Self-Persuasion Is Best For A Lasting Change

Vijai P. Sharma, Ph.D

Volumes have been written about how to persuade others, but it is hard to find information giving insight into self-persuasion. It is a pity because self-persuasion generates more powerful and long lasting changes.

If you adopt one great idea as your own and let it influence your thoughts and imagination, it can stretch you to the heights and depths that you didn't think possible. When you persuade yourself to change, you become virtually unstoppable.

Big companies like Coca-Cola, Colgate, and Bayer spend millions of dollars on ads trying to persuade consumers to persuade them to buy their brand. If they can persuade mere 3 to 4 percent of consumers to buy their product, they consider their promotional effort to be "highly successful." If therapists succeed in persuading only 3 to 4 per cent of their clients to change, they will be out of business. A therapist's success rate has to be at least 80 to 90 percent. So, they try to learn everything they can about self-persuasion.

People become motivated to change when they experience inner tension. Inner tension is created when we say or do something that runs counter to our beliefs and especially when it threatens our self-concept of being a fair and decent person.

Perception of hypocrisy is another example of inner tension. Nobody wants to see oneself as a hypocrite. If people say or do something that makes them feel hypocritical, they are likely to do one of the three things: 1. Stop saying or doing that which make them feel like hypocrite 2. Change the specific behavior, quality or attitude so their actions become consistent with their beliefs 3. Try to convince their own selves by some distorted logic that they are doing the best that can be done under the circumstances.

One way to nudge people on to the path of self-persuasion for change is to put them in situations in which they are compelled to change their old ways. Psychologist Elliot Aronson has spent 40 years placing people in carefully designed situations and observing how they change themselves. One such experiment was conducted in a classroom. I will discuss it in this article because it is remarkably simple and easy to replicate in any classroom.

The experiment was designed to reduce teasing, which is often based on ethnic and racial prejudices. We all know that it is very difficult to eliminate stereotypes and prejudices by giving children such admonitions as, "It's not nice" or "It's not fair." Also, simply placing minority children in a class with majority children won't do it. Schools have a highly competitive climate. Competition tends to increase teasing and hostility among children.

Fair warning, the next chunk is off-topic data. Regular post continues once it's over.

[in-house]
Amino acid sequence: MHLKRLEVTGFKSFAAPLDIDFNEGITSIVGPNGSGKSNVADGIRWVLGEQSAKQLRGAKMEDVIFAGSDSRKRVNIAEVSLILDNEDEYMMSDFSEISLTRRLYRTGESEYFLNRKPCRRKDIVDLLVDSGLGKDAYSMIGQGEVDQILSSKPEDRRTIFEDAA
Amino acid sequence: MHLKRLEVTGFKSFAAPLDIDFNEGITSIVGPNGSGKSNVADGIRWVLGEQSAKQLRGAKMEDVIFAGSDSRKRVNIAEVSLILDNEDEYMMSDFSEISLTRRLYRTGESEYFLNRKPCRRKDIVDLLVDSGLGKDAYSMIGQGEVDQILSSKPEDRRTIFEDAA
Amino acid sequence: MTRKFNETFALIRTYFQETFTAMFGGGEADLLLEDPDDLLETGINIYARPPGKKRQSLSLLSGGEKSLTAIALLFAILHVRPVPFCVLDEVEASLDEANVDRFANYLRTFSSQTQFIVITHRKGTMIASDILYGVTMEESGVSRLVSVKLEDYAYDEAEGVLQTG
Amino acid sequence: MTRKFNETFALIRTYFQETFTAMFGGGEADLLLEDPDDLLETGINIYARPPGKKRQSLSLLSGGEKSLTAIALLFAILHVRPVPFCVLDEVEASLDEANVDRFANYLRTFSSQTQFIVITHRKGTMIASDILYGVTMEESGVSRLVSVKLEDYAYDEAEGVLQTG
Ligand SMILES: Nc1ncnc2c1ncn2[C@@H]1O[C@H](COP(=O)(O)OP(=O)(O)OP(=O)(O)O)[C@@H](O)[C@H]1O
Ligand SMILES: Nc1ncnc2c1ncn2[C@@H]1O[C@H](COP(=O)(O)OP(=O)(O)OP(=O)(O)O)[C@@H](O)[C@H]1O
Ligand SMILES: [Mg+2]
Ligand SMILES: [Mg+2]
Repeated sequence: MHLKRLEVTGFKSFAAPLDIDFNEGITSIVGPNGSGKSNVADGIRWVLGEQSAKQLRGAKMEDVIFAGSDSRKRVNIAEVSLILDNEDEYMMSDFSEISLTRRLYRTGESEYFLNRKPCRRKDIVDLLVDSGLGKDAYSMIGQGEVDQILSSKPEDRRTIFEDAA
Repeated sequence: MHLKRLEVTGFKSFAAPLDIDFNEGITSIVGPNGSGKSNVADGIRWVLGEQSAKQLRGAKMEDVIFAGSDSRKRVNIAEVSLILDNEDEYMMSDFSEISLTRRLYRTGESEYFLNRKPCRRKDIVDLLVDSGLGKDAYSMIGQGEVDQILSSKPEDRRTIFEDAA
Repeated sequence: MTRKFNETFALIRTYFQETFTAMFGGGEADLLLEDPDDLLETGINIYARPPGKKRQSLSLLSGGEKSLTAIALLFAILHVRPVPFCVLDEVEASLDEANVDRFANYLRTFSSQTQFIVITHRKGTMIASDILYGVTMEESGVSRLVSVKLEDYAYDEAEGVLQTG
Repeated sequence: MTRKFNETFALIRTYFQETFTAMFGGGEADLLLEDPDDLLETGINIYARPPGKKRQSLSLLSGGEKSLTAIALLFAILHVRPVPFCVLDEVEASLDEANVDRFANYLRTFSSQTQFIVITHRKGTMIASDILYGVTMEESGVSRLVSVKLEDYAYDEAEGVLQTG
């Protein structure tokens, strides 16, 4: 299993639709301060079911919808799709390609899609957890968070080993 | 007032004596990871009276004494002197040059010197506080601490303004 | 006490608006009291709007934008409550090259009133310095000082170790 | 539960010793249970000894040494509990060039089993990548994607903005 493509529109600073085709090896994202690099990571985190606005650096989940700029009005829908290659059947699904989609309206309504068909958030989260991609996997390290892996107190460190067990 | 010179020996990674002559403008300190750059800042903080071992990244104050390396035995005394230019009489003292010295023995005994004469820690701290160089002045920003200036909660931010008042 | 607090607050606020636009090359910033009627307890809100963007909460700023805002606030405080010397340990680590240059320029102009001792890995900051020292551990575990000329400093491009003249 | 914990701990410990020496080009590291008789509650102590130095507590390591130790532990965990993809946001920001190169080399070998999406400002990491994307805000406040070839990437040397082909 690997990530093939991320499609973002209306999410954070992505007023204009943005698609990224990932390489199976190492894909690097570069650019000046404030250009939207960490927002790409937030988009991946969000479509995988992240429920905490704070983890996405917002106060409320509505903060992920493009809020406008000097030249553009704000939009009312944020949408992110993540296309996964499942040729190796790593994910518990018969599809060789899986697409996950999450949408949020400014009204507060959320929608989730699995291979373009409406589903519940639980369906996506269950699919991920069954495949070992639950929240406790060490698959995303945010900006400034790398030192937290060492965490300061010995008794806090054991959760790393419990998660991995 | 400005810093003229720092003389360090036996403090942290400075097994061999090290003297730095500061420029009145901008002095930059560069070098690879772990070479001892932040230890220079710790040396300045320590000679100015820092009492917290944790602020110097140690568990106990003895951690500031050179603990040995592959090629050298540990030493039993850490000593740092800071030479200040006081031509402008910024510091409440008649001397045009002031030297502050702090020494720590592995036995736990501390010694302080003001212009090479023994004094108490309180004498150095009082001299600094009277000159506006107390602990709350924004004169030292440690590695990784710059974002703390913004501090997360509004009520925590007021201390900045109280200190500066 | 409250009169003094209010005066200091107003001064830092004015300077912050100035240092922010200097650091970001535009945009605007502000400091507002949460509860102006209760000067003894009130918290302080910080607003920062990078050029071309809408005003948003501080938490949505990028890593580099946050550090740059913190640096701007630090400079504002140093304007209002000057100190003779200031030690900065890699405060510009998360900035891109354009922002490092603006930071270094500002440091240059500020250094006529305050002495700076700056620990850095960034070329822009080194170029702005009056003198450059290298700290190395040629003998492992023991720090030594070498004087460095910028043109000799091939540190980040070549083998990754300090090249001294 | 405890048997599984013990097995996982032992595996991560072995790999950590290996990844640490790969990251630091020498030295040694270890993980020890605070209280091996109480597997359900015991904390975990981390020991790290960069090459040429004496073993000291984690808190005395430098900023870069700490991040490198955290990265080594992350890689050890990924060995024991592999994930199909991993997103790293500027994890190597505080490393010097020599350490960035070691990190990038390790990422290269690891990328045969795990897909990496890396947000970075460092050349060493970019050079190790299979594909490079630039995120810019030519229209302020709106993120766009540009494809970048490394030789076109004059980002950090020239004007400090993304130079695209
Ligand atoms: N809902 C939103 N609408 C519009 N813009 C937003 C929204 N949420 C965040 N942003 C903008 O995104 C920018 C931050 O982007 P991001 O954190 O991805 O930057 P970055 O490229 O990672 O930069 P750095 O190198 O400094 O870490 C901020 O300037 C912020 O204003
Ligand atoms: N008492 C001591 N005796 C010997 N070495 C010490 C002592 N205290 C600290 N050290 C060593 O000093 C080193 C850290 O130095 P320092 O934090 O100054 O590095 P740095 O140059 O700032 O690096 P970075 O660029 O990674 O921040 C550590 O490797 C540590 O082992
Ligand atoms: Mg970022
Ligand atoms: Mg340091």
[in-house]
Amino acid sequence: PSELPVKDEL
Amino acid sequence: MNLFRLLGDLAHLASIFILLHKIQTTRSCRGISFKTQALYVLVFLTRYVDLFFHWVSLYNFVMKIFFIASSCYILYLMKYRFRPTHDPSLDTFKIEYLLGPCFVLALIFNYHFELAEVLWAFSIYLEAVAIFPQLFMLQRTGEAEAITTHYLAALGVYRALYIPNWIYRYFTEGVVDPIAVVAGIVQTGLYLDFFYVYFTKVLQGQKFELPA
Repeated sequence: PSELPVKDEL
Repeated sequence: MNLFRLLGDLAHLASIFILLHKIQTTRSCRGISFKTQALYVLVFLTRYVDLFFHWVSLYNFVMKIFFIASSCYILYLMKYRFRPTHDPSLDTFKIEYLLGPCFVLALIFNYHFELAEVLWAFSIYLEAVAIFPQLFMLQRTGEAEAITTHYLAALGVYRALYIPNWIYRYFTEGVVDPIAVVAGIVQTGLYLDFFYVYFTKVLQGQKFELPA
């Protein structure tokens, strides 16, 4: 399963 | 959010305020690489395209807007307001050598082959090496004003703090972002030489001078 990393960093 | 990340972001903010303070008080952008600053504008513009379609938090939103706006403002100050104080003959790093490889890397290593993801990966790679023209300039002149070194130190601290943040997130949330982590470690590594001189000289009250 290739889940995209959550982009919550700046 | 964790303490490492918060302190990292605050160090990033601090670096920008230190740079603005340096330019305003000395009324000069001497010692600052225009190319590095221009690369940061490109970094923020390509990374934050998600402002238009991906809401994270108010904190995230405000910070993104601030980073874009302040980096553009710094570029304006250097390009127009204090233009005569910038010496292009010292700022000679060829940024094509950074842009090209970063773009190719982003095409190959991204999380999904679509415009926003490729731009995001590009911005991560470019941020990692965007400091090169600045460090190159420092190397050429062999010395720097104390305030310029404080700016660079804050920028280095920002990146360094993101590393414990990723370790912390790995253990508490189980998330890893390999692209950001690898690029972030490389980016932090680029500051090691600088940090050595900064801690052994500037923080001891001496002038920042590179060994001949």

Aronson came up with the idea of structuring a classroom learning situation in such a way that pupils are forced to cooperate rather than compete against one another. Here is what Aronson did:

He placed culturally diverse 5th grade pupil and gave them small group assignments that required them to work in harmony and pay close attention to one another. He called it "the jigsaw method," that is, that each child was given a piece of the puzzle. Until all the pieces were put together, nobody won; thus, forcing children to enter into a cooperative enterprise.

In this experiment, a group of six 5th grade pupils were given the task of preparing the biography of Eleanor Roosevelt. Teachers summarized her biography in six paragraphs. Each of the 6 pupils was given one paragraph to master and teach the other five. Thus, each one had only a piece of the puzzle and he or she had to pay close attention to his or her classmates to construct the whole story. They were given a short time to read their part and teach the others. They were also told that they would be tested on their knowledge.

In one such group there was a Mexican American boy, "Carlos." Carlos had some difficulty in communicating in English. In the past, whenever he had to speak, he stumbled and stammered. Children teased him about his accent and awkward choice of words. Carlos avoided speaking in the class to avoid embarrassment. Some kids thought he was "stupid," and let him know it.

Carlos who had to report on Eleanor's years in the White House first stammered and stumbled in communicating his portion of the story and surely, his classmates, as predicted, rolled their eyes and ridiculed him. The teacher reminded them that such a behavior was not going to help them learn about Eleanor Roosevelt's years in the White House or pass the test that was to take place shortly.

The classmates could not gain anything by putting Carlos down. In fact, they stood to lose a great deal. After several group assignments of jigsaw type tasks, the classmates realized that the only way they could learn Carlos's portion of the story was by paying close attention to what he had to say. This change of attitude helped Carlos to relax and communicate better. His classmates discovered that Carlos was a lot smarter than they had previously thought and Carlos began to see them not as teasers but a helpful bunch of classmates. Some change, huh!

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